OTTAWA—Small business owners were big winners in Budget 2015. Economic Action Plan 2015 is chock full of measures for helping small businesses, which represent 99 percent of all businesses in Canada and employ over half the people in the private sector.
The biggest measure is a proposal to cut the small business tax rate from 11 percent to 9 percent over the next four years.
“We’re really, really pleased. We’ve been calling for that for years,” Canadian Federation of Independent Business (CFIB) president Dan Kelly told Epoch Times.
Kelly is also pleased that the federal government is planning to legislate the tax cut so that it will still go into effect post-election. The CFIB gave the budget a grade of “A.”
The government estimates this tax cut will save small business owners $2.7 billion over the next four years.
Canada leads the G-7 in having the lowest overall tax rate on new business investment. The marginal effective tax rate works out to be 17.5 percent for Canada. For the U.S., it is 34.7 percent. The 17.5 percent has come down significantly from 33.0 percent prior to the 2006 federal budget.
The Lifetime Capital Gains Exemption (LCGE) is also a big help to small business owners who don’t have pension plans. Instead, they rely on the sale of their businesses to fund their retirements. Now when they sell, up to $1 million is spared from capital gains taxes for farmers and fishers. Other small businesses have lower amounts spared from capital gains taxes.
Other measures for small business include less frequent reporting to the Canada Revenue Agency, part of a measure to reduce red tape, and employment insurance premium freezes for three years before even bigger premium cuts in 2017.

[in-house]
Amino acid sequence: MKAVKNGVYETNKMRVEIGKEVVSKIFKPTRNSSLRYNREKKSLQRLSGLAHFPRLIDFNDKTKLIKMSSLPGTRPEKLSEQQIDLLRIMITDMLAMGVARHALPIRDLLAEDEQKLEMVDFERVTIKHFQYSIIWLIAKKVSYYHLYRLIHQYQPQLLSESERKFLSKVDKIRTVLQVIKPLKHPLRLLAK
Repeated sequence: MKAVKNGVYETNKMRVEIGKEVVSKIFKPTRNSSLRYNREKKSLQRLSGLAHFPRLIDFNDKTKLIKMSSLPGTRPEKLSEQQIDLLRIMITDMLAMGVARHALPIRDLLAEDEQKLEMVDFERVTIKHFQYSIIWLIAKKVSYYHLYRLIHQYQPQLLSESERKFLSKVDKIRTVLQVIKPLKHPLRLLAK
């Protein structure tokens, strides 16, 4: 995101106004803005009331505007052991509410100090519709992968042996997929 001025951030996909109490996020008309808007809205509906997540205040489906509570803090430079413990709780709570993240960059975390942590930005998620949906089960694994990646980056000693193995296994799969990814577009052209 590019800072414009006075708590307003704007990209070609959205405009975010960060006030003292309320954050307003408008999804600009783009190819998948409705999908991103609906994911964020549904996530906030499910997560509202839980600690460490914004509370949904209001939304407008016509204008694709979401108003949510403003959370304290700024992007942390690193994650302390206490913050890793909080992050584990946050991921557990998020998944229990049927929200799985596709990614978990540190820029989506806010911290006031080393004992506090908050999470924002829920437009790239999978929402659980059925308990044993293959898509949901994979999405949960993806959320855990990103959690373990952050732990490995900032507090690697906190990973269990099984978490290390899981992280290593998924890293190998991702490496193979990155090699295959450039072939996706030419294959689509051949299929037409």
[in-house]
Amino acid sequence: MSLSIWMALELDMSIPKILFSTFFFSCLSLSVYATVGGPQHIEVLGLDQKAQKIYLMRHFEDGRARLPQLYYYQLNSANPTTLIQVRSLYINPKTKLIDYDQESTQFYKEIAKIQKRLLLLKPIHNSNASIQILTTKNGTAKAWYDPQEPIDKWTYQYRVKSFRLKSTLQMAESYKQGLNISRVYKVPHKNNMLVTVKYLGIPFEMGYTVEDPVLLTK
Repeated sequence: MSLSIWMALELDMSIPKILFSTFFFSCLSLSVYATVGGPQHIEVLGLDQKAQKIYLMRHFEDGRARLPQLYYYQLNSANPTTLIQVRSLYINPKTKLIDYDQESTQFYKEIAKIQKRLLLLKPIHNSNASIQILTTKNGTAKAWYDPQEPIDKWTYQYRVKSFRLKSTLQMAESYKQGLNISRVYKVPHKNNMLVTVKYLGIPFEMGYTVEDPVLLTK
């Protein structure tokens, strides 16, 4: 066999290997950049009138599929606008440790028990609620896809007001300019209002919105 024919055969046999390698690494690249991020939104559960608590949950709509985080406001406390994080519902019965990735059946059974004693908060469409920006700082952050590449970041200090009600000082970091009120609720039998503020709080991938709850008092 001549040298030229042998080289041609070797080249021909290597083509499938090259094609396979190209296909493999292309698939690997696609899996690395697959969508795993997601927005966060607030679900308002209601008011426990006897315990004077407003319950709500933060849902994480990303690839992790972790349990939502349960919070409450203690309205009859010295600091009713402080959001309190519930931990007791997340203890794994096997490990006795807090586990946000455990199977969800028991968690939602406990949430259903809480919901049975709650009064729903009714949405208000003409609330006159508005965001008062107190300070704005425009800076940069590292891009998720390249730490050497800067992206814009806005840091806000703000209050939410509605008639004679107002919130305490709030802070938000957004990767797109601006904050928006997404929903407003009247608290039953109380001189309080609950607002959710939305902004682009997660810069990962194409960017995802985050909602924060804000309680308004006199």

Much of the federal government’s actions on supporting venture capital (VC) took place in 2013 when it announced up to $350 million to establish four private sector-led funds of funds and up to $50 million to establish high-performance VC funds in Canada.
Andrew D’Souza, serial entrepreneur, start-up executive, and angel investor, met with the late former finance minister Jim Flaherty in Silicon Valley when the Venture Capital Action Plan (VCAP) was being conceptualized.
Flaherty and his advisers were very open to feedback, said D’Souza, and some of the thoughts and suggestions of the group he was part of made it into the final decisions.
The budget provided the update that the government has invested just over $200 million thus far in the four funds of funds.
This funding is working its way to the entrepreneurs, and D’Souza said that companies with strong prospects can now be more optimistic of obtaining capital to fund growth. In addition, the government’s funding enables early-stage investors to take more risks and to fund companies with a high upside risk profile.
Prior to the VCAP, Canadian investors faced criticism for their risk aversion, which resulted in a scarcity of follow-on capital for funding start-ups. Things are now changing.
“I know that if I’m executing well, there’s going to be more capital to continue to fund growth,” D’Souza noted, speaking from a start-up perspective.
“If I’m an early-stage investor, I have to make sure the business is at a point where they can get to some kind of break-even or profitability on the capital that I put in in that round,” D’Souza explained. “So what I’m hoping is that, as the funds actually start to flow through, investors can take more of an aggressive stance.”
The government takes a hands-off approach on deciding which companies get VC funding. That decision is made by the managers of the funds, who have years of expertise working with start-ups. It is the right structure, D’Souza said.
“It’s hard to be in business, and to support entrepreneurialism, I think, is a good thing because entrepreneurs take risk, certainly a lot more than employees tend to risk. And therefore they need to be rewarded by that,” said Kim Moody, a spokesperson for the Chartered Professional Accountants of Canada and Director, Canadian Tax Advisory, at Moodys Gartner Tax Law.
Moody did comment that Canada is still a high-tax jurisdiction overall when factoring in personal income taxes. But on the corporate side, “We compare rather favourably to our peers,” Moody said.
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